Key words: Dynamic packaging; Tourism information systems; Integration and interoperability
Address correspondence to Jorge Cardoso, Departmento de Matemática e Engenharias, Universidade da Madeira, 9000-390-Funchal, Portugal. Tel: 291 705 150; Fax: 291 705 199; E-mail: email@example.com
Is the Advertising Effect of Virtual Experience Always Better or Contingent on Different Travel Destinations?
Chin-Sheng Wan,1 Sheng-Hshiung Tsaur,2 Ya-Li Chiu,3 and Wen-Bin Chiou4
1National Kaohsiung Hospitality College, Kaohsiung City,
2National Chiayi University, Chiayi City 60004, Taiwan, R.O.C.
3Shu-Te Home Economic and Hospitality High School, Taiwan, R.O.C
4Graduate Program in Hospitality Management, National Kaohsiung Hospitality College, Kaohsiung City, Taiwan, R.O.C.
Virtual experience has started to play a significant role in marketing and promotion of the tourism industry. This study aimed to examine the comprehensive advertising effects of the interaction between the methods of presentation (brochures and virtual experience) and the types of travel destination (natural parks and theme parks). The results of the experimental study demonstrated that methods of advertisement using virtual experience had a greater effect on theme parks than natural parks. Additionally, the effects of using brochures and virtual experience as advertising methods did not reveal any significant differences when directed at natural parks. This research concluded that it is critical to take into consideration the characteristics of the promoted targets when choosing the appropriate media of advertising.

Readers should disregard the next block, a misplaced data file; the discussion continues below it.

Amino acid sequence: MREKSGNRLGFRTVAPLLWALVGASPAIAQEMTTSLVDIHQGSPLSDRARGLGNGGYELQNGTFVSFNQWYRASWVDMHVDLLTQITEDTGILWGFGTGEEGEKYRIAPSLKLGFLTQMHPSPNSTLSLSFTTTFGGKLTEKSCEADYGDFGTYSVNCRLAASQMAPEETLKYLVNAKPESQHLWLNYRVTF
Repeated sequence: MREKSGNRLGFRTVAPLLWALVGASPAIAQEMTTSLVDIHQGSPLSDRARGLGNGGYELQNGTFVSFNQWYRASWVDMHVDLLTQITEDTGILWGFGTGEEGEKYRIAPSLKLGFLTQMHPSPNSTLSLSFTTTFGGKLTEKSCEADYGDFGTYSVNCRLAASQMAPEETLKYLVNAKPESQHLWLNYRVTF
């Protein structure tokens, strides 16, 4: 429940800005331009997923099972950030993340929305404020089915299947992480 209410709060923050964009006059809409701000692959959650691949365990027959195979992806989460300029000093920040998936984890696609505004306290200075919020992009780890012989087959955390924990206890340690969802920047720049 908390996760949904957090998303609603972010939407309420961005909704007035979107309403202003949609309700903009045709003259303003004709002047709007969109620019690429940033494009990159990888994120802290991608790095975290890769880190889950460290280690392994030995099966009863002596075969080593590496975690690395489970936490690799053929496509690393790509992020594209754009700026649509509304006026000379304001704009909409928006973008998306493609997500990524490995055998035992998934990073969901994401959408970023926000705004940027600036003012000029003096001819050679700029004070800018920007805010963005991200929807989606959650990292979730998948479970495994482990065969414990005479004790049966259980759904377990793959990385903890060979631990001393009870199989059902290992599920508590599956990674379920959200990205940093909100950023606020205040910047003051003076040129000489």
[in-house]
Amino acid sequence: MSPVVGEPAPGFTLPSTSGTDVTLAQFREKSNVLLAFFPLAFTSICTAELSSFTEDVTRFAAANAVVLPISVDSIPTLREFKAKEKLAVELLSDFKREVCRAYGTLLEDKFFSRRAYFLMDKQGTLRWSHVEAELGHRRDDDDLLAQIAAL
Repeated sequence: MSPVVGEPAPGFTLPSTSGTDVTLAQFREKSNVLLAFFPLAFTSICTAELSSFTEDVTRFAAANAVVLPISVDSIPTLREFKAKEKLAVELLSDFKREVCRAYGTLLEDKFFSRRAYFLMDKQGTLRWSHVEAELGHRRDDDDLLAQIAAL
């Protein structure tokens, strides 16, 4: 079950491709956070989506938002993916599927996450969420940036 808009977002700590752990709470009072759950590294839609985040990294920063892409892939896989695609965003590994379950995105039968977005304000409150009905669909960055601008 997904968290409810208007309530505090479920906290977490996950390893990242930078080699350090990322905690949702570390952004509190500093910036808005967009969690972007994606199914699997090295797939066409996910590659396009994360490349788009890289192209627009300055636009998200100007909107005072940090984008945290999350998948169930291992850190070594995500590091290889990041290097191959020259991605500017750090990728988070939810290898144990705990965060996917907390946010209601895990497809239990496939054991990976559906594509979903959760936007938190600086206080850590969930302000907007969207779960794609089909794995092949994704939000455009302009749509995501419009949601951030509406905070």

Key words: Brochures; Comprehensive advertising effects; Natural parks and theme parks; Virtual experience
Address correspondence to Chin-Sheng Wan, Associate Professor, National Kaohsiung Hospitality College, No. 1, Sung-Ho Rd., Shiao-Kang, Kaohsiung City, Taiwan, 812, R.O.C. Tel: 886-7-806-0505, #1275; Fax: 886-7-806-1074; E-mail: firstname.lastname@example.org